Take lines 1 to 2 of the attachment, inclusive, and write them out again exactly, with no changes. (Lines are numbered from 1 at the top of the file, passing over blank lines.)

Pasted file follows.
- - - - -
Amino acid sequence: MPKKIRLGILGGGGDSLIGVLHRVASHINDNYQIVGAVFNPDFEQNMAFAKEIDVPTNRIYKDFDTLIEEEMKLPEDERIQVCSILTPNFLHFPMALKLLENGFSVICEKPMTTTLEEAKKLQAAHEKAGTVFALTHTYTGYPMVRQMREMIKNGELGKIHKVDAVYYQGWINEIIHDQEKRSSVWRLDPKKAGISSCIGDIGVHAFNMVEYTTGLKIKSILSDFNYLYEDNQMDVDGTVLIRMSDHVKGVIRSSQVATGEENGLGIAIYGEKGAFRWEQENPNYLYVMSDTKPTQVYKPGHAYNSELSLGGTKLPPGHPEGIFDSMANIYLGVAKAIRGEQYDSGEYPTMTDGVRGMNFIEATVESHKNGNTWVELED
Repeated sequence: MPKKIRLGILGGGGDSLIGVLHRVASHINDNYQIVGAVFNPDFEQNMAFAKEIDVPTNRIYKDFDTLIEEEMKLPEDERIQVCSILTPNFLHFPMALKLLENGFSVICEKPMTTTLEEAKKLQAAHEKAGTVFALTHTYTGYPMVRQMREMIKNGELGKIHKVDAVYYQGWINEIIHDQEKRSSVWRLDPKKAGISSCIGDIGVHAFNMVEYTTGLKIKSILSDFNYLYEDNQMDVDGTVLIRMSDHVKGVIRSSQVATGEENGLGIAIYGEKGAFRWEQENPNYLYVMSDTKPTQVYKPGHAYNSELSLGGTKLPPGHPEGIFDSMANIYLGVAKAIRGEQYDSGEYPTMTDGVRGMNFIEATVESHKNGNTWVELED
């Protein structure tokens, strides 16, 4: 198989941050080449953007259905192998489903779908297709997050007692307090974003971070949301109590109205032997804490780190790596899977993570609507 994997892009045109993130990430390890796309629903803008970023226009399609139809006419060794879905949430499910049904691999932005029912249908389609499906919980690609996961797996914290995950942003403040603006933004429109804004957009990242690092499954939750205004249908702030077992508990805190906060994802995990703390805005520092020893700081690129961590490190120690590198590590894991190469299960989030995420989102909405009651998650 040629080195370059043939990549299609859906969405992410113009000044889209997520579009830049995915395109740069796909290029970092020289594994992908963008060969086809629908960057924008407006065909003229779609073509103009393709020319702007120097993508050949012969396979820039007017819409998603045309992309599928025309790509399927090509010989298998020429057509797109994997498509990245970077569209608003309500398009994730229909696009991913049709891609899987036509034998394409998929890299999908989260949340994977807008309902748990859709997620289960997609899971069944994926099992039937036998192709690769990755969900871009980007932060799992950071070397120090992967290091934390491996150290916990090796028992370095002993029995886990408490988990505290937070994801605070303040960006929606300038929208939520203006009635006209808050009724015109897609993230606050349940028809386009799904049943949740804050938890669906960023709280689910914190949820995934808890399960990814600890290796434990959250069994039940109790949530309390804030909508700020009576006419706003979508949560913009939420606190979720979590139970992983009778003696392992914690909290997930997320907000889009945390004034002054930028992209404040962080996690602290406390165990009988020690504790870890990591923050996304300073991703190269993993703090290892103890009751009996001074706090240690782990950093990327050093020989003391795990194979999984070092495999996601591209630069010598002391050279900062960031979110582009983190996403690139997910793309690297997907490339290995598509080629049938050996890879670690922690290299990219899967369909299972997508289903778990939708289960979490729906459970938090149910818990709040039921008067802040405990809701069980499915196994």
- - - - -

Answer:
Amino acid sequence: MPKKIRLGILGGGGDSLIGVLHRVASHINDNYQIVGAVFNPDFEQNMAFAKEIDVPTNRIYKDFDTLIEEEMKLPEDERIQVCSILTPNFLHFPMALKLLENGFSVICEKPMTTTLEEAKKLQAAHEKAGTVFALTHTYTGYPMVRQMREMIKNGELGKIHKVDAVYYQGWINEIIHDQEKRSSVWRLDPKKAGISSCIGDIGVHAFNMVEYTTGLKIKSILSDFNYLYEDNQMDVDGTVLIRMSDHVKGVIRSSQVATGEENGLGIAIYGEKGAFRWEQENPNYLYVMSDTKPTQVYKPGHAYNSELSLGGTKLPPGHPEGIFDSMANIYLGVAKAIRGEQYDSGEYPTMTDGVRGMNFIEATVESHKNGNTWVELED
Repeated sequence: MPKKIRLGILGGGGDSLIGVLHRVASHINDNYQIVGAVFNPDFEQNMAFAKEIDVPTNRIYKDFDTLIEEEMKLPEDERIQVCSILTPNFLHFPMALKLLENGFSVICEKPMTTTLEEAKKLQAAHEKAGTVFALTHTYTGYPMVRQMREMIKNGELGKIHKVDAVYYQGWINEIIHDQEKRSSVWRLDPKKAGISSCIGDIGVHAFNMVEYTTGLKIKSILSDFNYLYEDNQMDVDGTVLIRMSDHVKGVIRSSQVATGEENGLGIAIYGEKGAFRWEQENPNYLYVMSDTKPTQVYKPGHAYNSELSLGGTKLPPGHPEGIFDSMANIYLGVAKAIRGEQYDSGEYPTMTDGVRGMNFIEATVESHKNGNTWVELED